Schizophrenia and Affective Disorders: The “Continuum” Model
Suicide may significantly occur in the outcome of affective disorders and schizophrenia. Epidemiological data show that unipolar depression, bipolar disorders, and schizophrenia are associated with significant risk of suicide (63). This finding might be explained through the “continuum” model in which some characteristics, dimensions, or syndromes (including suicide) are included in different clinical conditions caused by the same underlying mechanism. In fact, several studies proposed a psychopathological continuum between schizophrenia and mood disorders (64). In particular, neurobiological data show a relevant overlap between bipolar disorders with psychotic features and schizophrenia. Also, in the early stage of both disorders, genetic vulnerability markers seem to be located on the same chromosomes (65). In addition, schizophrenia and affective disorders present similarities in neurodysfunctions and neuromorphometric characteristics (66, 67). According to this model, risk of suicide may be influenced by different dimensions, such as mood variability and psychoticism, along a spectrum of affective and psychotic disorders.
History of Suicide Attempts
Similarly, history of self-harm or violent crime is a relevant risk factor for subsequent suicide in patients with FEP: both include some degree of impulsivity, which is associated with an increased risk of suicide (69).
It is notable that schizophrenia is associated with a significant impairment in occupational functioning that can start early in the prodromal phase of illness.
It has been found that social drift is common in psychotic disorders and individuals with a FEP. They are more likely to be in the lower social classes if compared with the general population. Also, social drift was associated with depression, hopelessness, and suicidality at first presentation of illness. However, the relationship between social class and prognosis is complex: hopelessness may be developed in subjects who maintain their social class or achieve upward social mobility. In addition, individuals who achieve upward social mobility are more likely to be ambitious, hardworking, and motivated, and they may have greater difficulty in coping strategies when their life progression is stopped by a psychotic disorder (70).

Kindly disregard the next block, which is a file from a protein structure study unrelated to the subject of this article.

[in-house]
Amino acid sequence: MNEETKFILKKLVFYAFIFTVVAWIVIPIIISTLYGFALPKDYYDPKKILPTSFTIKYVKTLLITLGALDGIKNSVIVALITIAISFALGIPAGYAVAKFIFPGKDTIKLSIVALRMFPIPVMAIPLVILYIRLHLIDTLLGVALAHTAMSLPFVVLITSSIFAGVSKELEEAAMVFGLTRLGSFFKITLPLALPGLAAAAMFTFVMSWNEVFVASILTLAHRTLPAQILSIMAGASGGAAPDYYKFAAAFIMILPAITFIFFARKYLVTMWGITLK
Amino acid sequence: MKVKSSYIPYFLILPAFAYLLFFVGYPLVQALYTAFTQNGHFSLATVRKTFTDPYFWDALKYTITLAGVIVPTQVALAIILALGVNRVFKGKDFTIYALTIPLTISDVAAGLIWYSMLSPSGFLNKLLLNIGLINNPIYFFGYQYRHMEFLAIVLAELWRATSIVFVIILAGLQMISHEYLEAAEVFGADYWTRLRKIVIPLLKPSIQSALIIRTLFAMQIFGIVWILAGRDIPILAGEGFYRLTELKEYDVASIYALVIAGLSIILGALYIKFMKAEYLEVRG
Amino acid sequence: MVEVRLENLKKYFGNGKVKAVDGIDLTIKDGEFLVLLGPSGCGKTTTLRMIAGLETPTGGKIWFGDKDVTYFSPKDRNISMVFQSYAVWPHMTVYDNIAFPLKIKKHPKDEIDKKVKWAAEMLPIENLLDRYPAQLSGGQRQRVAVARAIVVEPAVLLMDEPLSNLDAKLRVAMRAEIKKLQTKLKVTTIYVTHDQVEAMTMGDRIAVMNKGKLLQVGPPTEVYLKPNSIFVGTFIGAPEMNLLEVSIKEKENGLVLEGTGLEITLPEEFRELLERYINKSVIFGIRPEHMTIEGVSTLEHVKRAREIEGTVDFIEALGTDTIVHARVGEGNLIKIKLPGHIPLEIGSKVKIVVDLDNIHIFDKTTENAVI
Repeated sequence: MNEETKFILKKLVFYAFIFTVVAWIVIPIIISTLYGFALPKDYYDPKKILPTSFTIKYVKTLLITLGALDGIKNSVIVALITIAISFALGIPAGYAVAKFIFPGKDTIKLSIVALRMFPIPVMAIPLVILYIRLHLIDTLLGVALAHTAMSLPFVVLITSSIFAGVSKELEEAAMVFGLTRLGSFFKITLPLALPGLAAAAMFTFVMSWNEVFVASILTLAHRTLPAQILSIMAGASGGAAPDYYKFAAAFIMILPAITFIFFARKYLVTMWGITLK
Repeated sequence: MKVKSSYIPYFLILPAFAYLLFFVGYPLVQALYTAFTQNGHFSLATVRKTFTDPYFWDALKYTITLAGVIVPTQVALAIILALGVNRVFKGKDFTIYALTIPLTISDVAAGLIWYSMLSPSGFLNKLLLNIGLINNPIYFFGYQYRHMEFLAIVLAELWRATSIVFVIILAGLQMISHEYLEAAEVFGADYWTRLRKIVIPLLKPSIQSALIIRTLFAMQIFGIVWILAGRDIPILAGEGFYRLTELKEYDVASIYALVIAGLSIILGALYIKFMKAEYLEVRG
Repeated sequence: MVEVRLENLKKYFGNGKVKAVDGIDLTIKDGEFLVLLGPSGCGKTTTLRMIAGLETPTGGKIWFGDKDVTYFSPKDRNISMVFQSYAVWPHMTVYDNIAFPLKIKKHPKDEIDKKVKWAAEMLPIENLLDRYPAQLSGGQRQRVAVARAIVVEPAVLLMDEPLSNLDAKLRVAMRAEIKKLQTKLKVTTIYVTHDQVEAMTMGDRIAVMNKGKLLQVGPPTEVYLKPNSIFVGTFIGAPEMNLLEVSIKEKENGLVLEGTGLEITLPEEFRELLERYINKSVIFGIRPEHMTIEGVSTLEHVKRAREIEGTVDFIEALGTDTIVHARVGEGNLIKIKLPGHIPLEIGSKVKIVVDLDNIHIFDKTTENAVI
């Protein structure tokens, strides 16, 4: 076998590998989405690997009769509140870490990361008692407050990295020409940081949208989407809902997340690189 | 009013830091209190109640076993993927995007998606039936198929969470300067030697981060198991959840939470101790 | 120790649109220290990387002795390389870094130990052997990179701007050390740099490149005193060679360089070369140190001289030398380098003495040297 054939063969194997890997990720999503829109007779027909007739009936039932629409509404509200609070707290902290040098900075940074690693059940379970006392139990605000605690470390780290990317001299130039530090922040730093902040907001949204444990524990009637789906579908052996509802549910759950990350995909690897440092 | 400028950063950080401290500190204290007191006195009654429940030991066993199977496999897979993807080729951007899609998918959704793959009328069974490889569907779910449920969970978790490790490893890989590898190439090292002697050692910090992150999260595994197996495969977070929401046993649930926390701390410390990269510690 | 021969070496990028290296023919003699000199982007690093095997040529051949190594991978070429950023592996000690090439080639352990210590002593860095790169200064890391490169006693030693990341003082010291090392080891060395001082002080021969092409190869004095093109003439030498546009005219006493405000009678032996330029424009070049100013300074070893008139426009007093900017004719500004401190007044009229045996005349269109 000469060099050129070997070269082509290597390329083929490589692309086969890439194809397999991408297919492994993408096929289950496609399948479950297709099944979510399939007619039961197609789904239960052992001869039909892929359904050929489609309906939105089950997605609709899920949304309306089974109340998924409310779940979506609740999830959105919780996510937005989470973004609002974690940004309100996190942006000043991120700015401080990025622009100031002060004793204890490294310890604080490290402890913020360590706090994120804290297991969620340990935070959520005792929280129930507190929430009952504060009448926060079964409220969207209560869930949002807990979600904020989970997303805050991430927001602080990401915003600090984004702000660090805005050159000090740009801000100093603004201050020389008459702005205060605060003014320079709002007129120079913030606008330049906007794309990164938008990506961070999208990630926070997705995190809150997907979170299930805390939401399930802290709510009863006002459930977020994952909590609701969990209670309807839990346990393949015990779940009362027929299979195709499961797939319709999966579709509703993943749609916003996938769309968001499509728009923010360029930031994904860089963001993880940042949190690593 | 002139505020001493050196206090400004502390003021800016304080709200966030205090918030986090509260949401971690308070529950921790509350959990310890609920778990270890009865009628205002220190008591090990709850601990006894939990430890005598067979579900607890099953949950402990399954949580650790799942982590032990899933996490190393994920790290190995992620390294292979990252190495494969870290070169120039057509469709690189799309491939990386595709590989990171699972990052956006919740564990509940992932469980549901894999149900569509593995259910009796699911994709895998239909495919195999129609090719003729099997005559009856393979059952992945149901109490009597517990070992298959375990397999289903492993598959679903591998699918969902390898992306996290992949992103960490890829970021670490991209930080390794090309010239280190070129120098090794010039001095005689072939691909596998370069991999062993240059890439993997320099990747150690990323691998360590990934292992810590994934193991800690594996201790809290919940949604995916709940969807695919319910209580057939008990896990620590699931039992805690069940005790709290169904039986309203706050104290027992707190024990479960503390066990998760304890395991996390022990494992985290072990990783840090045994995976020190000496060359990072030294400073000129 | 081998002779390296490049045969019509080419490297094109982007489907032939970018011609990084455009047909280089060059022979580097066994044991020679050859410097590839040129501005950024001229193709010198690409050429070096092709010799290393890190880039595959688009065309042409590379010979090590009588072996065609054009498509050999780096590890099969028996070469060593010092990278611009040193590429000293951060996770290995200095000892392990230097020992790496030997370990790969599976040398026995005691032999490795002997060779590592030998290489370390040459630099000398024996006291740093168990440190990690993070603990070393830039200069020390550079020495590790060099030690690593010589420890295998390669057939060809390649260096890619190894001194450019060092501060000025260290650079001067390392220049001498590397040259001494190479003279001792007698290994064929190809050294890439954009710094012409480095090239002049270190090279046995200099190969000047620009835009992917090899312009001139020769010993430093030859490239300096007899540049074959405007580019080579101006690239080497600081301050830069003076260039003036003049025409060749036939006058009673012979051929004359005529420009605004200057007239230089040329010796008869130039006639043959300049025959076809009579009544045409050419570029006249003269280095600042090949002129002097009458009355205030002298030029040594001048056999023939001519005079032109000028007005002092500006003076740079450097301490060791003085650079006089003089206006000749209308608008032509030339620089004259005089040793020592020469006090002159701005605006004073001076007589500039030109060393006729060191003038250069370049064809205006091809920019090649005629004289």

Insight is defined as the awareness of suffering from a mental disorder and needing of treatments. Several studies showed that better insight is associated with suicidal ideation and attempted suicide in FEP patients (71–75), while others specify that insight may influence the risk of suicide if associated with depression and hopelessness (30, 47, 76–79). Conversely, some authors remarked that interventions aimed to improve the insight may also improve the outcome of illness and secondary reduce the risk of attempting suicide (79). In fact, interestingly, it was found that insight at baseline increases the risk for suicide while a good level of insight at 1-year follow-up (due to psychoeducational interventions) decreases the same risk: this may indicate that early insight is qualitatively different from insight after 1 year of treatment. Early insight may imply a negative change in self-image (switching from a healthy person to an ill one) or the awareness of consequences related to a mental disorder and stigma (80). Insight is associated with better treatment adherence in the long term and has a positive impact on the outcome of illness and risk of suicide (81).